Distinct pricing, clear hierarchy, product connection, and thoughtful planning are crucial for consumer engagement and vertical growth.
Proper tiering plays a powerful role in alcohol beverage branding. Designing the packaging appropriately for each price point, product type and quality level is crucial in order to avoid confusion amongst the various tiers. A properly designed system will help attract consumers seeking products at particular price points and provide a strong family look for your brand portfolio. If designed improperly, products in a tiered system may inadvertently cannibalize one another’s sales by appearing too similar in quality or price, or worse, be so disjointed that brand recognition is not achieved.
Proper tiering provides clarity for the consumer.
For example, entry-level products are often targeted to consumers uncertain about what product or brand they should choose. Entry-level packaging should be designed to be eye-catching and inviting to the consumer, and should reinforce the product’s quality without overpromising.
Mid-level offerings are often the “workhorse” of a portfolio and should be designed with a strong value proposition in relation to the competition. Often, packaging at this level is designed to appear visually more expensive than the actual price point in order to avoid discounting and to build in an intrinsic value proposition by making it more expensive looking than its price.
Top tier offerings need to set themselves apart as true luxury products, more limited and of superior quality. Here, the appearance of scarcity and something truly unique is paramount to supporting a larger price tag. Often consumers seeking more premium or icon brands are a more experienced connoisseur that will be looking for certain luxury cues and information on the package that communicates items such as specific production methods, sourcing, limited production, etc.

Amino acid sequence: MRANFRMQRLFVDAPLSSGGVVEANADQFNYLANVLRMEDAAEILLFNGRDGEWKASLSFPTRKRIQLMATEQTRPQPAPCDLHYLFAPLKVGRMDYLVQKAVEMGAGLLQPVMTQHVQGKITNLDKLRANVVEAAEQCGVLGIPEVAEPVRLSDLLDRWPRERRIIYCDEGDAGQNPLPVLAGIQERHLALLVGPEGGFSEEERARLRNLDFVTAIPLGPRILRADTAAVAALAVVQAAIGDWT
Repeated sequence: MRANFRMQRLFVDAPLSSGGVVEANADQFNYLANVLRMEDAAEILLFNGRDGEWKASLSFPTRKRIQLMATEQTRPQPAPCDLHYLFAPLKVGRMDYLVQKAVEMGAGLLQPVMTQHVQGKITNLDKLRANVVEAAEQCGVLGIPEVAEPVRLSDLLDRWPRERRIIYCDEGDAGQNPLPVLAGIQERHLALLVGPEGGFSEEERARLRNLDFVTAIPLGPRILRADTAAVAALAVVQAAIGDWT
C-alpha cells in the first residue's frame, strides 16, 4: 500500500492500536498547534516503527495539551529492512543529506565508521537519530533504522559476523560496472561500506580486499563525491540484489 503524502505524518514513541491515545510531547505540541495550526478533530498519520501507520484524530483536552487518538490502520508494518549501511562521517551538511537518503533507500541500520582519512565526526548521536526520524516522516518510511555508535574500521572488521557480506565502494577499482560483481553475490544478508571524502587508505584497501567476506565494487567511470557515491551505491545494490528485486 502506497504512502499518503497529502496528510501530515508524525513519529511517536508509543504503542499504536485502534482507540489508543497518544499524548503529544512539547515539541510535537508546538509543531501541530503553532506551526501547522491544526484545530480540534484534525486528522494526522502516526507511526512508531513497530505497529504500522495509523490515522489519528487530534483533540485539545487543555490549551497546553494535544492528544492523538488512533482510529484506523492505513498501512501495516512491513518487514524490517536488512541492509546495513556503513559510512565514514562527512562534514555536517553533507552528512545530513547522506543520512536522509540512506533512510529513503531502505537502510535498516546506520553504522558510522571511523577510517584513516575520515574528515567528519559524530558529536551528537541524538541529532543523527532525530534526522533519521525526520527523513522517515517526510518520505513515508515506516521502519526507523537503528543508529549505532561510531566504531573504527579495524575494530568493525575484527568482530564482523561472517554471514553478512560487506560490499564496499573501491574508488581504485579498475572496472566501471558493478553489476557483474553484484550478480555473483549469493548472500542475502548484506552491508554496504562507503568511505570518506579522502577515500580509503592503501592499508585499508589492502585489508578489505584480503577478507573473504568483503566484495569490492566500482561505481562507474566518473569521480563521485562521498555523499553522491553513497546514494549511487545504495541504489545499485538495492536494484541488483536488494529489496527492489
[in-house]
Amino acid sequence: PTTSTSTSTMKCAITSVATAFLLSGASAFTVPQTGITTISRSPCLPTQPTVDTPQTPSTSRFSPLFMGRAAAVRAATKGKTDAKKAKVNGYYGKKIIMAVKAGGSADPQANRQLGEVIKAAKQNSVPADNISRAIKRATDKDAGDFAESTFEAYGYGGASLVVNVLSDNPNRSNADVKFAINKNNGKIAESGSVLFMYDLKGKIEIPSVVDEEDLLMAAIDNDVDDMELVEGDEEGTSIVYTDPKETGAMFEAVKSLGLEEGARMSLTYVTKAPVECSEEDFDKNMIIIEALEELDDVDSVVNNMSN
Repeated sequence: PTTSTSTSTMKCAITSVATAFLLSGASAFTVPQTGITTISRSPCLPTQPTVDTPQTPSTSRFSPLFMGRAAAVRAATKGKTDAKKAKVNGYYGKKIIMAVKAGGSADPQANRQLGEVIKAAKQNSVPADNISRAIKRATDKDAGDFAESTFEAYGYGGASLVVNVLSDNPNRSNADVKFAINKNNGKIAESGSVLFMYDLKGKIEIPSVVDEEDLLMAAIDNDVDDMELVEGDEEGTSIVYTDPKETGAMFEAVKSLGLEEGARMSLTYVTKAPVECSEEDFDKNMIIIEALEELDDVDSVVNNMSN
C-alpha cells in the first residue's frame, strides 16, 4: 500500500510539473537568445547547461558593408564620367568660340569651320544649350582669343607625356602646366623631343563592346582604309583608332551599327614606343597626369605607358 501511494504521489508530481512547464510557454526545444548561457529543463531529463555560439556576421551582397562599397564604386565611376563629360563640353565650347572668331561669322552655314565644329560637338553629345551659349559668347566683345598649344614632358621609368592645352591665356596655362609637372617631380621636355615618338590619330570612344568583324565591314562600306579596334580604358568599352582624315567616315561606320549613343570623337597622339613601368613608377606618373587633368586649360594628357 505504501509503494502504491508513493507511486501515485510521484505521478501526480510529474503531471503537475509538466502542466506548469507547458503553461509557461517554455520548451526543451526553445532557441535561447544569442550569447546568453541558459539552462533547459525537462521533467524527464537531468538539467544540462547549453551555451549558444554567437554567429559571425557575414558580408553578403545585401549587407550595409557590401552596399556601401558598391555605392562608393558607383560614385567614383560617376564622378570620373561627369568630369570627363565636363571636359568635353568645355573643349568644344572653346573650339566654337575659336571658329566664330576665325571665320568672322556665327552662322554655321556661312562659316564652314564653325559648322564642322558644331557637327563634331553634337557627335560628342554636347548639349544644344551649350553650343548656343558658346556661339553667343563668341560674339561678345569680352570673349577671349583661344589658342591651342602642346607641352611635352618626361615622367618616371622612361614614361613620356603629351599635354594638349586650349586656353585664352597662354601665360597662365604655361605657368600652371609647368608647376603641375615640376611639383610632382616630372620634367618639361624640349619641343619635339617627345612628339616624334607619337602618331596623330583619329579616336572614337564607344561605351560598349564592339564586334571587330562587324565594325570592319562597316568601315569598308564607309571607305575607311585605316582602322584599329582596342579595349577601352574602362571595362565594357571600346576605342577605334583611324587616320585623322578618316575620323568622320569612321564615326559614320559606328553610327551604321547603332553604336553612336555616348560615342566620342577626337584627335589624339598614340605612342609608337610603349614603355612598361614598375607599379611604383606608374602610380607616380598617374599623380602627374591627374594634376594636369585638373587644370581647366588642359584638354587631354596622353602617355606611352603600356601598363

Properly tiering your brand’s offerings will allow consumers to access your brand at the tier that fits their comfort zone, leading to greater repurchase rates and brand loyalty. Then, as your consumers become more sophisticated or when they are ready to splurge for a special occasion, they are more likely to purchase within your brand; a brand they already know and trust.
3 Mistakes to Avoid with Tiering
- Failing to plan ahead.
Think long-term; how do you envision your brand growing? In the future do you foresee adding SKUs such as flavor extensions, an aged product that is in barrel now, or a more affordable or premium tier?
Even if you’re unsure of your future plans, be careful not to pigeonhole yourself with a branding solution that is not flexible and easily extendable. Although no packaging design will last forever, the last thing you want to do is to be forced to re-design your brand simply to accommodate portfolio growth.
- Failing to clearly differentiate between tiers
Be sure to create significant differentiation between tiers, leveraging both pricing strategy and package design.
Your package designs should not only clearly differentiate between your tiers but also use the appropriate cues for their respective price points. Be sure that while differentiated, each tier still leverages your brand family’s key equity elements so that there is clear brand recognition across your spectrum of offerings.
When brand tiering is done correctly, consumers should be able to easily ascertain each tier: good, better and best simply by looking at your packaging.
- Failing to connect your tiers to your master brand.
One of the worst scenarios can occur when differentiation between tiers is too extreme and consumers do not connect your SKUs or tiers together as one brand. Proprietary names, unique sourcing, limited offerings, etc. all have a place, but if done to an extreme, consumers won’t recognize your various offerings as one brand and you’ll miss the opportunity for vertical brand loyalty.
Depending on the number of tiers you have, the connection to the umbrella brand may be bold or rather subtle, but there should never be a doubt as to the overarching master brand, unless there is a specific desire to have a SKU stand apart as its own brand.
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